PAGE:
In another embodiment, at least one electrode comprises multiple layers comprising at least two different materials. The electrodes may comprise laminates of different materials. Inner layers may change the electrode potential of the outer layers in contact with the electrolyte or having an increased contact with the electrolyte. The outer layers may be selected to be resistant to corrosion. Suitable stable materials for outer layers are Ni, noble metals, and corrosion resistant alloys such as those of the disclosure. Suitable materials for the inner layer or layers to change the electrode potential are Mo and H242 as well as a transition metal such as V, Cr, Ti, Mn, Co, Cu, or Zn, an inner transition metal such as Zr, Ag, Cd, Hf, Ta, W, a rare earth metal such as La, or alloy such as LaNi5, or other metal or metalloid or alloy such as Al, Sn, In, ad Pb, and other alloys such as MoCo, MoCu, MoMn, MoNi, and MoCr. The electrode may serve as the anode or cathode. Exemplary multi-layer, multi-metallic electrodes, or laminated electrodes that may serve as the anode are Ni/Mo/Ni pressed, Ni/H242/Ni pressed, and Ni/H242/Mo/Ni pressed. In an embodiment, the electrode may be a molten salt such as a mixture of hydroxide and halide salts such as alkali ones such as those of the disclosure such as LiOH—LiBr or an aqueous electrolyte such as a hydroxide or carbonate electrolyte or others of the disclosure.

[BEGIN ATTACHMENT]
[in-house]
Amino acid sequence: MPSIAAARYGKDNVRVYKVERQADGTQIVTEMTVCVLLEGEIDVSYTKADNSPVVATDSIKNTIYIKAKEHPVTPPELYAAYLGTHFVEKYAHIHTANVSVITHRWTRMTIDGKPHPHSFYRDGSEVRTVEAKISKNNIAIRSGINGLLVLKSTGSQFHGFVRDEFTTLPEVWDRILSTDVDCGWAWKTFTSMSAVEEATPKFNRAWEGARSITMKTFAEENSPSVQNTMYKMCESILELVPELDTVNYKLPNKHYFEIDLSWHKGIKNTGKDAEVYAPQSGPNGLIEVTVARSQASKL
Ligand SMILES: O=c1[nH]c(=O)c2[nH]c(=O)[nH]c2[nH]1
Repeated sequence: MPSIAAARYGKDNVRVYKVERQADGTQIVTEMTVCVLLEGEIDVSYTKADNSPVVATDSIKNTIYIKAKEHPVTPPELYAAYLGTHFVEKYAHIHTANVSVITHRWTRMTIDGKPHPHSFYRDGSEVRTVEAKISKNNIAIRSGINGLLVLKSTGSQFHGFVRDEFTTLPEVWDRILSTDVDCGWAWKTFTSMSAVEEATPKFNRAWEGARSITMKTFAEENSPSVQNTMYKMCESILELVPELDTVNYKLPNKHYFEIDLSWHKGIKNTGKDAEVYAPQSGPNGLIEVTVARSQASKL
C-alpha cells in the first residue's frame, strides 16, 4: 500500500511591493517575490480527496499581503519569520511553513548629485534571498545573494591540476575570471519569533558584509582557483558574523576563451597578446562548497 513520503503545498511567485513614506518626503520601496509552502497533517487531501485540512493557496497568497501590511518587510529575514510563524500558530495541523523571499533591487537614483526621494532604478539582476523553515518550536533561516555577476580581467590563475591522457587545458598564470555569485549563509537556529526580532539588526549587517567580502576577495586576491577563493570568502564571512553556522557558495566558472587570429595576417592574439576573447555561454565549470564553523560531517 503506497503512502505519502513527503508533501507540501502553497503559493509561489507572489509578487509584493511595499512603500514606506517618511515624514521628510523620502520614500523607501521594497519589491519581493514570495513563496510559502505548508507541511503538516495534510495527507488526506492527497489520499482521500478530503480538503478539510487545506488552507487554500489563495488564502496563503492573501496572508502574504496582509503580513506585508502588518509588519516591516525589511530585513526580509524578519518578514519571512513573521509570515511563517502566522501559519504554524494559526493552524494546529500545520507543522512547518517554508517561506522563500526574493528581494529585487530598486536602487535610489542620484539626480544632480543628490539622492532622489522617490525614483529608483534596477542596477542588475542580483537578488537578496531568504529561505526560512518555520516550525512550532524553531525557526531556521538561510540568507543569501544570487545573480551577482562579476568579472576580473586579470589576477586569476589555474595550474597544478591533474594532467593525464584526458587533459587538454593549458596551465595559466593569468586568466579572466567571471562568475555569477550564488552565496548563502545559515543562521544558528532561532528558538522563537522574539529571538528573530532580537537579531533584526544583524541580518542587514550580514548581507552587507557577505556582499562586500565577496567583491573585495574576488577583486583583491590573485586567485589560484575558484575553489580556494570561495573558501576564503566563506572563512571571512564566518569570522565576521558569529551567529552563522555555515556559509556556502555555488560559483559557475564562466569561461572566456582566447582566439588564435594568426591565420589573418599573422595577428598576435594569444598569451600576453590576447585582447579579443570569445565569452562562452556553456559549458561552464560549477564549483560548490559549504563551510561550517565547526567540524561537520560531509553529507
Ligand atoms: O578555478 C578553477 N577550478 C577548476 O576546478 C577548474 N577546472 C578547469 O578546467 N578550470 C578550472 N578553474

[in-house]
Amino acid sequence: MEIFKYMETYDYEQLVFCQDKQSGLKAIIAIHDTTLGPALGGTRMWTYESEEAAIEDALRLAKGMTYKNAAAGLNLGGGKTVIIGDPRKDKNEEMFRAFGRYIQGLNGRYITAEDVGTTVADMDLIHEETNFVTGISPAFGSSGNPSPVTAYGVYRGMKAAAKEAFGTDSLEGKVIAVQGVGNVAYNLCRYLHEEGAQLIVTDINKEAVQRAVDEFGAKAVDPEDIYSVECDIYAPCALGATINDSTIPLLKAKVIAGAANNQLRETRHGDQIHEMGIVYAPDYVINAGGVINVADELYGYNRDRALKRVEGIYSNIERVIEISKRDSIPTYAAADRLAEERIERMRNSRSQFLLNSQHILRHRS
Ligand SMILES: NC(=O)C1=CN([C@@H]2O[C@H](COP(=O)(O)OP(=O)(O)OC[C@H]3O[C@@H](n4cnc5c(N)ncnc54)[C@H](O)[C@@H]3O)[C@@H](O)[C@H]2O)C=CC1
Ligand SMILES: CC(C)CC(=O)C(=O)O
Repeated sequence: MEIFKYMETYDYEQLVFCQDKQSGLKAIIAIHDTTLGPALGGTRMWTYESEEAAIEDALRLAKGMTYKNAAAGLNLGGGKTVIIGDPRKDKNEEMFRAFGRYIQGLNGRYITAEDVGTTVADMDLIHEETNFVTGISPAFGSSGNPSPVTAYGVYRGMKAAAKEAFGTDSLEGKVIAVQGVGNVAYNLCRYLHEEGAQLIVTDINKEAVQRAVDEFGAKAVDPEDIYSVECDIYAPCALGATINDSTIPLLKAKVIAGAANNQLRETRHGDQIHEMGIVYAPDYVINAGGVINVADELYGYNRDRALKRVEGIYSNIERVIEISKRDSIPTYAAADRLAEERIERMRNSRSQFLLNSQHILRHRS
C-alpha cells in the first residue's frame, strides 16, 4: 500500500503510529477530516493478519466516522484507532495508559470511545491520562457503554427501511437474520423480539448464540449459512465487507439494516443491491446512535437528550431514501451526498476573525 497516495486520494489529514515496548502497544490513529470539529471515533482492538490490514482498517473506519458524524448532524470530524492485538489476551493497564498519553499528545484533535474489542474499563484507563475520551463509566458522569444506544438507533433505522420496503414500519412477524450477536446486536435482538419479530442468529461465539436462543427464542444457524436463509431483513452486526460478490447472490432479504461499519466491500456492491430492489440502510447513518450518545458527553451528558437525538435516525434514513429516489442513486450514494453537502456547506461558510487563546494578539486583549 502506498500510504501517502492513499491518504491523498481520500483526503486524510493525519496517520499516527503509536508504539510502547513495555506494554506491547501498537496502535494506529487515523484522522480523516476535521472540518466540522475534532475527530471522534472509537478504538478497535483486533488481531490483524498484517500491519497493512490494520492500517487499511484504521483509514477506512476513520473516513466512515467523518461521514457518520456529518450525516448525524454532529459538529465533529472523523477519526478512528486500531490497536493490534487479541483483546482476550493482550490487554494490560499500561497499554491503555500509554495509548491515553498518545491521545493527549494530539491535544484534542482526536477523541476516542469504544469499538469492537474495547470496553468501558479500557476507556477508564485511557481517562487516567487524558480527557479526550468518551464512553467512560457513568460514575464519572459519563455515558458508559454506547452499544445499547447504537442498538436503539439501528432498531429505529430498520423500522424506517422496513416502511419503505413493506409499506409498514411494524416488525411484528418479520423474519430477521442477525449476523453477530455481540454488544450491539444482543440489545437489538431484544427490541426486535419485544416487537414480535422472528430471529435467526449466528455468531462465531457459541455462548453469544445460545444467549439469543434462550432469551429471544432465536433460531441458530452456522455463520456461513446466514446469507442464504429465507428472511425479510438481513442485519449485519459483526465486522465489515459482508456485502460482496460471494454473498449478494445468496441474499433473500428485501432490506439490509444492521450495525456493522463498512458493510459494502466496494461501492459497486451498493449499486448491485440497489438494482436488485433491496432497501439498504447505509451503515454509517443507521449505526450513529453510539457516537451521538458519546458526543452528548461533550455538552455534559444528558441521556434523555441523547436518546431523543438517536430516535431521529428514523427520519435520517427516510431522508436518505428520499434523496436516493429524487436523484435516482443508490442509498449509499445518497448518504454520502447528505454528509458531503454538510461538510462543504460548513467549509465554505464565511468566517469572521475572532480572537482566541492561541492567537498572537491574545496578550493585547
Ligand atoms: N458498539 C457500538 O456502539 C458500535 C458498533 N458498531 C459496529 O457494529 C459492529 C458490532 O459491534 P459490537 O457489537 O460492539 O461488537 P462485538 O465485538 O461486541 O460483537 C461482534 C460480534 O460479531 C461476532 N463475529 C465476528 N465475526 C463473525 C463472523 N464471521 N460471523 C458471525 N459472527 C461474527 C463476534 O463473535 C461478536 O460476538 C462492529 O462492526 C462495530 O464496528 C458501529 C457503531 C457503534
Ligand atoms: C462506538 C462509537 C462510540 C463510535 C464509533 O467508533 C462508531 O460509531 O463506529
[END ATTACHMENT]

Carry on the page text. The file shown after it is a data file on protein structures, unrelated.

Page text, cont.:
In an embodiment of a laminated electrode, the metal or metals comprise at least one of a group having low water reactivity such as Cu, Ni, Pb, Sb, Bi, Co, Cd, Ge, Au, Ir, Fe, Hg, Mo, Os, Pd, Re, Rh, Ru, Se, Ag, Tc, Te, Tl, Sn, W, and Zn. In an embodiment, the theoretical free energy of the reaction of the metal with H2O is about zero within the range of −500 to +500 kJ/mole or preferably within the range of −100 to +100 kJ/mole.